Journal Reference:

  1. Marcus W. Doherty, Viktor V. Struzhkin, David A. Simpson, Liam P. McGuinness, Yufei Meng, Alastair Stacey, Timothy J. Karle, Russell J. Hemley, Neil B. Manson, Lloyd C. L. Hollenberg, Steven Prawer. Electronic Properties and Metrology Applications of the Diamond NV Center under Pressure. Physical Review Letters, 2014; 112 (4) DOI: 10.1103/PhysRevLett.112.047601

Cite This Page:

Carnegie Institution. "Diamond defect boosts quantum technology." ScienceDaily. ScienceDaily, 4 February 2014. <www.sciencedaily.com/releases/2014/02/140204112129.htm>.
Carnegie Institution. (2014, February 4). Diamond defect boosts quantum technology. ScienceDaily. Retrieved August 31, 2014 from www.sciencedaily.com/releases/2014/02/140204112129.htm
Carnegie Institution. "Diamond defect boosts quantum technology." ScienceDaily. www.sciencedaily.com/releases/2014/02/140204112129.htm (accessed August 31, 2014).

Share This




More Computers & Math News

Sunday, August 31, 2014

Featured Research

from universities, journals, and other organizations


Featured Videos

from AP, Reuters, AFP, and other news services

Young Entrepreneurs Get $100,000, If They Quit School

Young Entrepreneurs Get $100,000, If They Quit School

AFP (Aug. 29, 2014) Twenty college-age students are getting 100,000 dollars from a Silicon Valley leader and a chance to live in San Francisco in order to work on the start-up project of their dreams, but they have to quit school first. Duration: 02:20 Video provided by AFP
Powered by NewsLook.com
JPMorgan Chase Confirms Possible Cyber Attack

JPMorgan Chase Confirms Possible Cyber Attack

Reuters - US Online Video (Aug. 28, 2014) Attackers stole checking and savings account information and lots of other data from JPMorgan Chase, according to the New York Times. Other banks are believed to be victims as well. Fred Katayama reports. Video provided by Reuters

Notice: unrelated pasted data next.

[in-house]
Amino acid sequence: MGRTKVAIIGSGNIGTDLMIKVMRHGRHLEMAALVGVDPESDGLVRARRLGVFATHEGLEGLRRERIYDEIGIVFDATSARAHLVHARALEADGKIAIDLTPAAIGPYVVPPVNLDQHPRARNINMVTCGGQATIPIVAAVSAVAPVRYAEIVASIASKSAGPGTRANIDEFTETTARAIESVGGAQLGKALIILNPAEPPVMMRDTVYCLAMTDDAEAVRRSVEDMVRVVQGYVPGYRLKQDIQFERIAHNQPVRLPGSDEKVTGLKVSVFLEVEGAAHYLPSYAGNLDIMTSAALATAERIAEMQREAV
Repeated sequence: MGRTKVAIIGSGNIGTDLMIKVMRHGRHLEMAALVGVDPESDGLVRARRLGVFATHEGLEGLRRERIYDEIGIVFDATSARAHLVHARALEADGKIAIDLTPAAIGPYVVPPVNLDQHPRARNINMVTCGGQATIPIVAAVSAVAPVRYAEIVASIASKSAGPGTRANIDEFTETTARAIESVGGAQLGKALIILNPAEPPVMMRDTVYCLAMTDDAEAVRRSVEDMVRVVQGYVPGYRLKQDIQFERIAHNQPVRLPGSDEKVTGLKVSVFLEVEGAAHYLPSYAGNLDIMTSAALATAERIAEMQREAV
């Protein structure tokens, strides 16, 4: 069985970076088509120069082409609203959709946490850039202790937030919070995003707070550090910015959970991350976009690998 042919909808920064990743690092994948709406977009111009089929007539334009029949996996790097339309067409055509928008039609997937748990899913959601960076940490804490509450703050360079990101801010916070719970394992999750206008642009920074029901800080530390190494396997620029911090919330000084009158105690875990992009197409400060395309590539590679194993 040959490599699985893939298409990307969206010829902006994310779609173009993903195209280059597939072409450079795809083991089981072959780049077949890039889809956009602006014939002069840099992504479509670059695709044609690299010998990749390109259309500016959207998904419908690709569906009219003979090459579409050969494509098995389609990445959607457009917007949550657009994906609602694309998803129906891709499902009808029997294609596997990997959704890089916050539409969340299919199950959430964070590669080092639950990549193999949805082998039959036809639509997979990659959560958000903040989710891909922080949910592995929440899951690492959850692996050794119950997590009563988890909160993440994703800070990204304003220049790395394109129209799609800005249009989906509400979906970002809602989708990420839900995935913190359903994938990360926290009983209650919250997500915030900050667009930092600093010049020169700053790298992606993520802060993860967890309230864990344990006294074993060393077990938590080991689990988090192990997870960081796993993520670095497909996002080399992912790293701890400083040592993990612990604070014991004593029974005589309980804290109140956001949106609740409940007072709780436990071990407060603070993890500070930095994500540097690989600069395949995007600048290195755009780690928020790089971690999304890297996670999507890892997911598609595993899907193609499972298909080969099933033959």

Powered by NewsLook.com
Spend 2 Minutes Watching This Smartwatch Roundup

Spend 2 Minutes Watching This Smartwatch Roundup

Newsy (Aug. 28, 2014) LG announces a round-faced smartwatch, Samsung adds 3G connectivity to its latest wearable, and Apple will reportedly announce the iWatch on Sept. 9. Video provided by Newsy
Powered by NewsLook.com
Google Reveals Drone Delivery Program, 'Project Wing'

Google Reveals Drone Delivery Program, 'Project Wing'

Newsy (Aug. 28, 2014) Google has been developing a drone delivery system of its own, and it hopes to revolutionize how people view possessions with it. Video provided by Newsy
Powered by NewsLook.com

Search ScienceDaily

Number of stories in archives: 140,361

Find with keyword(s):
Enter a keyword or phrase to search ScienceDaily for related topics and research stories.

Save/Print:
Share:

Breaking News:
from the past week

In Other News

... from NewsDaily.com

Science News

Health News

Environment News

Technology News



Save/Print:
Share:

Free Subscriptions


Get the latest science news with ScienceDaily's free email newsletters, updated daily and weekly. Or view hourly updated newsfeeds in your RSS reader:

Get Social & Mobile


Keep up to date with the latest news from ScienceDaily via social networks and mobile apps:

Have Feedback?


Tell us what you think of ScienceDaily -- we welcome both positive and negative comments. Have any problems using the site? Questions?
Mobile: iPhone Android Web
Follow: Facebook Twitter Google+
Subscribe: RSS Feeds Email Newsletters
Latest Headlines Health & Medicine Mind & Brain Space & Time Matter & Energy Computers & Math Plants & Animals Earth & Climate Fossils & Ruins